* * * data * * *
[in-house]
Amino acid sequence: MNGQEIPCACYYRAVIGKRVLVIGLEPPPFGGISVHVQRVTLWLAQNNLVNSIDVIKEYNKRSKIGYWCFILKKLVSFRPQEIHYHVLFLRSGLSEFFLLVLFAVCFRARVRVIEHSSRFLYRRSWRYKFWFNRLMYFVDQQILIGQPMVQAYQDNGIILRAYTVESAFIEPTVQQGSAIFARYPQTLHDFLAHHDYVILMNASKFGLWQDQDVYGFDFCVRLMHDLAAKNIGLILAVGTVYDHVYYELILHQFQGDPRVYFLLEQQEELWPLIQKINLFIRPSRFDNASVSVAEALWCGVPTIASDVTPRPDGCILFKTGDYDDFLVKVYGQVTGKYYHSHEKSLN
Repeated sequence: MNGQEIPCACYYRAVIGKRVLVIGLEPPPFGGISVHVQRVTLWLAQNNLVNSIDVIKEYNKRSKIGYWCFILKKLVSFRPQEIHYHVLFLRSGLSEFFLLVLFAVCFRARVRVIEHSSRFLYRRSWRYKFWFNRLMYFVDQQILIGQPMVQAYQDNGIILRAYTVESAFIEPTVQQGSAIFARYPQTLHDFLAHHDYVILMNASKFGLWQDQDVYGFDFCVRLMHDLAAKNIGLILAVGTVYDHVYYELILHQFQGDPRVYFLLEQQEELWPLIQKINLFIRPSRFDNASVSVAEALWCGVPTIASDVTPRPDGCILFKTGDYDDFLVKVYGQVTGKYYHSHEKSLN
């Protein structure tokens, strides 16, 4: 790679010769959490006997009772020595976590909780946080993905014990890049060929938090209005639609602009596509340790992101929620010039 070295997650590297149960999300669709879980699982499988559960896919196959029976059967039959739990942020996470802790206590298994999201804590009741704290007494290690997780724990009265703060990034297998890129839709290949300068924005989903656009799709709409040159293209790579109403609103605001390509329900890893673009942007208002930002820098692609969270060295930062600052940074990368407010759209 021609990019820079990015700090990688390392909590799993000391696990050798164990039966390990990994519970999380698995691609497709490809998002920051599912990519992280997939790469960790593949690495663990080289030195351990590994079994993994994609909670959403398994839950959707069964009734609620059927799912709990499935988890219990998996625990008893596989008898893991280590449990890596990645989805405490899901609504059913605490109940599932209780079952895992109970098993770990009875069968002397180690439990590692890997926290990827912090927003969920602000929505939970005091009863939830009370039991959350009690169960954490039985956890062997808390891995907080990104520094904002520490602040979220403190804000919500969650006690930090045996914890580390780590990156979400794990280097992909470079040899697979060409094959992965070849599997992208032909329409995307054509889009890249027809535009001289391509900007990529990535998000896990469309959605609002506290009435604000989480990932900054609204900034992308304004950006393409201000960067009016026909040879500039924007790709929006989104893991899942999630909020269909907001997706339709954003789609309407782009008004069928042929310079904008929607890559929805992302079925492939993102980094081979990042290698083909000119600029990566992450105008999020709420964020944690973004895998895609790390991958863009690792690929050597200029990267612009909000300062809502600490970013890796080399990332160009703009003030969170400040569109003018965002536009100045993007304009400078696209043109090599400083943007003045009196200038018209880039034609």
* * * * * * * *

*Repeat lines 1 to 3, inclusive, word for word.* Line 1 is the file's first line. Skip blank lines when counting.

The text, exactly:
[in-house]
Amino acid sequence: MNGQEIPCACYYRAVIGKRVLVIGLEPPPFGGISVHVQRVTLWLAQNNLVNSIDVIKEYNKRSKIGYWCFILKKLVSFRPQEIHYHVLFLRSGLSEFFLLVLFAVCFRARVRVIEHSSRFLYRRSWRYKFWFNRLMYFVDQQILIGQPMVQAYQDNGIILRAYTVESAFIEPTVQQGSAIFARYPQTLHDFLAHHDYVILMNASKFGLWQDQDVYGFDFCVRLMHDLAAKNIGLILAVGTVYDHVYYELILHQFQGDPRVYFLLEQQEELWPLIQKINLFIRPSRFDNASVSVAEALWCGVPTIASDVTPRPDGCILFKTGDYDDFLVKVYGQVTGKYYHSHEKSLN
Repeated sequence: MNGQEIPCACYYRAVIGKRVLVIGLEPPPFGGISVHVQRVTLWLAQNNLVNSIDVIKEYNKRSKIGYWCFILKKLVSFRPQEIHYHVLFLRSGLSEFFLLVLFAVCFRARVRVIEHSSRFLYRRSWRYKFWFNRLMYFVDQQILIGQPMVQAYQDNGIILRAYTVESAFIEPTVQQGSAIFARYPQTLHDFLAHHDYVILMNASKFGLWQDQDVYGFDFCVRLMHDLAAKNIGLILAVGTVYDHVYYELILHQFQGDPRVYFLLEQQEELWPLIQKINLFIRPSRFDNASVSVAEALWCGVPTIASDVTPRPDGCILFKTGDYDDFLVKVYGQVTGKYYHSHEKSLN